The Way of the Ascetic
Siddhartha traveled to the south where he encountered two famous spiritual teachers from whom he mastered techniques of meditation, but Siddhartha still felt he was no closer to his goal of transcending illness, aging and death.
Siddhartha next took up with a group of 5 ascetic practitioners who lived along the banks of the Nairanjana River. Together they did what we in modern times might call high-level yoga practices such as living on one grain of rice a day, holding their breath for long periods of time, burying themselves in earth up to their necks for days at a time, and so on. Siddhartha's abilities as an ascetic were so great that the other 5 ascetics considered him their leader and teacher.
But when Siddhartha reflected on what he had attained to that point, he realized that even though he was now a high-level spiritual master, he was still no closer to his goal than he was when he started his quest. He took a look at his body and found it to be emaciated, just the opposite of the tanned, muscular youth he was when he left home. It occurred to Siddhartha that the path to enlightenment must lie in the area between the extremes of materialism/asceticism and of absolute existence/absolute nonexistence. And so, after 6 years of arduous study, Siddhartha left his small community of ascetics to seek enlightenment through the Middle Way.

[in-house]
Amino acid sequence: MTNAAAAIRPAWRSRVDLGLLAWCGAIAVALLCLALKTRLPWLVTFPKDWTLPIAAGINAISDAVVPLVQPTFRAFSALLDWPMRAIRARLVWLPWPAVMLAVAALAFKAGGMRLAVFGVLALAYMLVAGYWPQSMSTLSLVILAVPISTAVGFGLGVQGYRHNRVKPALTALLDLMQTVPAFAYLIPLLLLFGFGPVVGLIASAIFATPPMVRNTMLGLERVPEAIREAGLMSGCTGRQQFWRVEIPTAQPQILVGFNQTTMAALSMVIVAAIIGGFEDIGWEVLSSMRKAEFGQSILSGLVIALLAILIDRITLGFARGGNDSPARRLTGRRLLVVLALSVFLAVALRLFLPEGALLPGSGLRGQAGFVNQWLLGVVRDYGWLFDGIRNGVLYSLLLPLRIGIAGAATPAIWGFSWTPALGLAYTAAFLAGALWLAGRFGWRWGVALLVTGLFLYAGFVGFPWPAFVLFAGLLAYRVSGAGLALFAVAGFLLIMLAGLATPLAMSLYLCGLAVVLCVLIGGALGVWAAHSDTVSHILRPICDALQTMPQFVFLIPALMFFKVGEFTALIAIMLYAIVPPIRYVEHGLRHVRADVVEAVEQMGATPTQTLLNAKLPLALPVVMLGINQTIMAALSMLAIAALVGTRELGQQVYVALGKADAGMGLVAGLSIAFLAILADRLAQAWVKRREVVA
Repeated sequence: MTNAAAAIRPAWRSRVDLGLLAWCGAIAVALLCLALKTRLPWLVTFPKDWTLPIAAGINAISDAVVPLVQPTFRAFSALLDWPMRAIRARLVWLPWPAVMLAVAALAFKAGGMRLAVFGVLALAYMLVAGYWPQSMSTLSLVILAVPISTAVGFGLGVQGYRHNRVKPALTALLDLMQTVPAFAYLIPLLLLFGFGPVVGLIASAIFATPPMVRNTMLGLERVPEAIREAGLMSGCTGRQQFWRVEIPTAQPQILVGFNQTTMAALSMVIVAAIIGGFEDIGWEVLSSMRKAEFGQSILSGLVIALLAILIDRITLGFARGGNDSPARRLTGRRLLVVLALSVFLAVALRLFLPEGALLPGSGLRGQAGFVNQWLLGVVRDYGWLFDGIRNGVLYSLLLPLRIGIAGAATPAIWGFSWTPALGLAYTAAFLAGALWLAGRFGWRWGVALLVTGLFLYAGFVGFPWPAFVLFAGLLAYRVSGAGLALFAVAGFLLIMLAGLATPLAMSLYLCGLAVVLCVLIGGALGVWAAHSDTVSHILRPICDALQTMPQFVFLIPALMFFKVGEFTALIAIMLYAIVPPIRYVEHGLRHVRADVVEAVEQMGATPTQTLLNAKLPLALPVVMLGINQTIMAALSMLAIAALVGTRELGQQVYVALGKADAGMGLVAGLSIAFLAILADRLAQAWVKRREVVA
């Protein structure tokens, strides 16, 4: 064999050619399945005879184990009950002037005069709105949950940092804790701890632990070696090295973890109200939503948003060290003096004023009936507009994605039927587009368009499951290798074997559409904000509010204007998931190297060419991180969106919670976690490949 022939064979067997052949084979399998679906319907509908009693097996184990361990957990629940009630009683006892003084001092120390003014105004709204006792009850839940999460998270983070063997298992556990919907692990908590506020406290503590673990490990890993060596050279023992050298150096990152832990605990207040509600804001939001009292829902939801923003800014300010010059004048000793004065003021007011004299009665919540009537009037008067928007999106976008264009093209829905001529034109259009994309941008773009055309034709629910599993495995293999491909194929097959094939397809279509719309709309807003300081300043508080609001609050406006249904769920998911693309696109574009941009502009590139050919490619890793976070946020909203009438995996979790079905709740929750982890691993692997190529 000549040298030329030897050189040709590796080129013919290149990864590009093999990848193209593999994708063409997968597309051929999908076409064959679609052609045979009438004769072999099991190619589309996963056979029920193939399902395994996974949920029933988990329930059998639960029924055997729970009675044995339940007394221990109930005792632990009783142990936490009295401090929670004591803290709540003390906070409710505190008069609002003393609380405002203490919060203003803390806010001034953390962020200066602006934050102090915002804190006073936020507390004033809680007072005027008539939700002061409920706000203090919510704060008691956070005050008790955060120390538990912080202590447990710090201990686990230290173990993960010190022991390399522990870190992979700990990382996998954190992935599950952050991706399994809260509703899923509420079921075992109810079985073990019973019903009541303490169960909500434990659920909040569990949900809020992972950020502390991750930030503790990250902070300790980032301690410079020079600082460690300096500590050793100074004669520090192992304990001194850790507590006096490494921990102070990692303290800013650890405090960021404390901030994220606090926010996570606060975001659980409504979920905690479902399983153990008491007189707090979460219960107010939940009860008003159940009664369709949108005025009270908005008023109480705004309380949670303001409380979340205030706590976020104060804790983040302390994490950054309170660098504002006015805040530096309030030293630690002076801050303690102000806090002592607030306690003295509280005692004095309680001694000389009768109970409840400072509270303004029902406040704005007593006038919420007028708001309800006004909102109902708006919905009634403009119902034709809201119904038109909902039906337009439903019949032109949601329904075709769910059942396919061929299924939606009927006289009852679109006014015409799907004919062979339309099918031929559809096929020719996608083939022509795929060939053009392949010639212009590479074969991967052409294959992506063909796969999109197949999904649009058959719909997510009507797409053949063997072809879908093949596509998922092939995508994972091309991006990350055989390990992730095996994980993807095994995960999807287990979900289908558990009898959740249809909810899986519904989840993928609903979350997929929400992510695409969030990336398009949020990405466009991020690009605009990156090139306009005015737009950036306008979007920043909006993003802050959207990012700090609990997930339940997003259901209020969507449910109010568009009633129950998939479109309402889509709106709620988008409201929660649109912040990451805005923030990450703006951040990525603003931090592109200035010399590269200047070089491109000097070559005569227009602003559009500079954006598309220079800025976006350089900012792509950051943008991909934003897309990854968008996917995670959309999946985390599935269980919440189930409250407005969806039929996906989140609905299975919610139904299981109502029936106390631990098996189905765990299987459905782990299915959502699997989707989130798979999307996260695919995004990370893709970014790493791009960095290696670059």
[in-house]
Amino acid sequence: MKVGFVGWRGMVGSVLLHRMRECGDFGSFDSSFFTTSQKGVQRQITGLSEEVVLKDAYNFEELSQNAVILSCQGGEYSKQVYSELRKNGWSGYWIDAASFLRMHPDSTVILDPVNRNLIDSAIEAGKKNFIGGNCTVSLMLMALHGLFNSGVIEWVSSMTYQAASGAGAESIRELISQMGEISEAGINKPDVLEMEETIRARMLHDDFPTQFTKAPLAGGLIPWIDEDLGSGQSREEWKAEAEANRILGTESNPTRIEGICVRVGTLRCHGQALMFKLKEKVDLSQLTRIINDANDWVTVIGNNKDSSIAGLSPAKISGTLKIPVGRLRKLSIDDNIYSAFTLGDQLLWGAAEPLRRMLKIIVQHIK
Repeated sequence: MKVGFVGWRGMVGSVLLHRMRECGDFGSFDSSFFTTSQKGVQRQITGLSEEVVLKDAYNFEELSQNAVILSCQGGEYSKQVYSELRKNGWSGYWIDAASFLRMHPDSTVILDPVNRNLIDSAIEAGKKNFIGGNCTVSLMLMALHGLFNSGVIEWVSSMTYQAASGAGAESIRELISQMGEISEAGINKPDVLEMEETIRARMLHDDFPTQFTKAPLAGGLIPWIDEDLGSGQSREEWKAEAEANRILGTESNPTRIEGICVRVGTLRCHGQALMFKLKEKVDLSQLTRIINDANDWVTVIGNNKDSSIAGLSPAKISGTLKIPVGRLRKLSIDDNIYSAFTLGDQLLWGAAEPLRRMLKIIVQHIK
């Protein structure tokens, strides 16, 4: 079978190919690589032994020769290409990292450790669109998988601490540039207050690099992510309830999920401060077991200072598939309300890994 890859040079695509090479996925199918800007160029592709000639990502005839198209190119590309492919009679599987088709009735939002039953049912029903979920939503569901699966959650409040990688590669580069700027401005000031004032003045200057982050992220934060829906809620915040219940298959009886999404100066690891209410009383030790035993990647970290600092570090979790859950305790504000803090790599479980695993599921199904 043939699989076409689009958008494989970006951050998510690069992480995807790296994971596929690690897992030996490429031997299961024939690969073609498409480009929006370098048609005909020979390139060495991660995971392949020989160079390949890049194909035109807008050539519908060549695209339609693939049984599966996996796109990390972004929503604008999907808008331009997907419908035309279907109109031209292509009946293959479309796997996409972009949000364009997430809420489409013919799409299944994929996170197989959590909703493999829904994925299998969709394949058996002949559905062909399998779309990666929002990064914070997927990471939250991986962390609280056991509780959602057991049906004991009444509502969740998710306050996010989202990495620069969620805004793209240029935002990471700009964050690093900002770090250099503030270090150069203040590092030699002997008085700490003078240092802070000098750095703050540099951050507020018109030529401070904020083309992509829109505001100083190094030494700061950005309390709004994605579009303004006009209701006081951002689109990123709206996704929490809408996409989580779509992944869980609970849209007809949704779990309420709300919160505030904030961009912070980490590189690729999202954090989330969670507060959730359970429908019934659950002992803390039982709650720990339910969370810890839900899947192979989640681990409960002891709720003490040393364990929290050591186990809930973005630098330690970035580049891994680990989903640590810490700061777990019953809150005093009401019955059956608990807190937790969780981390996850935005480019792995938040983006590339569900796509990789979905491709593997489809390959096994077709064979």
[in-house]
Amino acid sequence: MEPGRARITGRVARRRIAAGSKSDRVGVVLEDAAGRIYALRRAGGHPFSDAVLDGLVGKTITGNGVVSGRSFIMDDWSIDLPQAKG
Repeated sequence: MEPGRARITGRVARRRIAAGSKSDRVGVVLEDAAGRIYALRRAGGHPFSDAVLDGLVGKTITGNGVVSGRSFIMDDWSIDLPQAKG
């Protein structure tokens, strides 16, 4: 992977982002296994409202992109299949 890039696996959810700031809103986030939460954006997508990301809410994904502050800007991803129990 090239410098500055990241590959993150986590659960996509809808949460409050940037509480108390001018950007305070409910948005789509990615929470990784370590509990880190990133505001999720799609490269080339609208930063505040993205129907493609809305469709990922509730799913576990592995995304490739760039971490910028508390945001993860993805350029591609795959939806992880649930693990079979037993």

Siddhartha made his way to a deer park near Benares, the modern-day city of Varanisi. He regained his strength and vigor, sat down beneath a Pipal tree which would later become known as the Bodhi (enlightenment) Tree, and vowed to himself that he would meditate for as long as it took to find the ultimate truth or die trying.
Becoming an Awakened One
As the story goes, the first thing Siddhartha did was to confront illusion itself which took the form of the Indian god Mara, the Lord of Illusion. Various illusions, desires and fears presented themselves in forms which included beautiful women, demons, terrible armies and other apparitions. Siddhartha saw through them all, though, and so continued on toward the final enlightenment he had been seeking. During his meditative absorption, Siddhartha remembered his former lives clearly, he gained the knowledge of birth and death, also known as the Divine Eye, and he cast off the ignorance which had caused all his rebirths, transcending that karma for all time.
He saw that experience is characterized by three qualities, namely Impermanence (anitya), Unsatisfactoriness or Suffering (dukkha), and the lack of a discrete self or essence (anatman). He realized the Four Noble Truths which would become the basis of all Buddhist teachings:
- Conditioned existence is characterized by suffering and discontent which are woven into the fabric of our daily life.
- The cause of this suffering is habitual craving and desire.
- It is possible to transcend this suffering by extinguishing craving and desire.
- There is a path which leads to the end of suffering and rebirth (Right Understanding, Right Intention, Right Speech, Right Action, Right Livelihood, Right Effort, Right Mindfulness, Right Concentration).
After this incomparable struggle, on the morning of December 8th as the planet Venus shone brightly in the sky, Siddhartha became a Buddha, an Awakened One at the age of 35. He would criss-cross northern India compassionately spreading his teachings to all for the next 45 years. And the world has never been the same.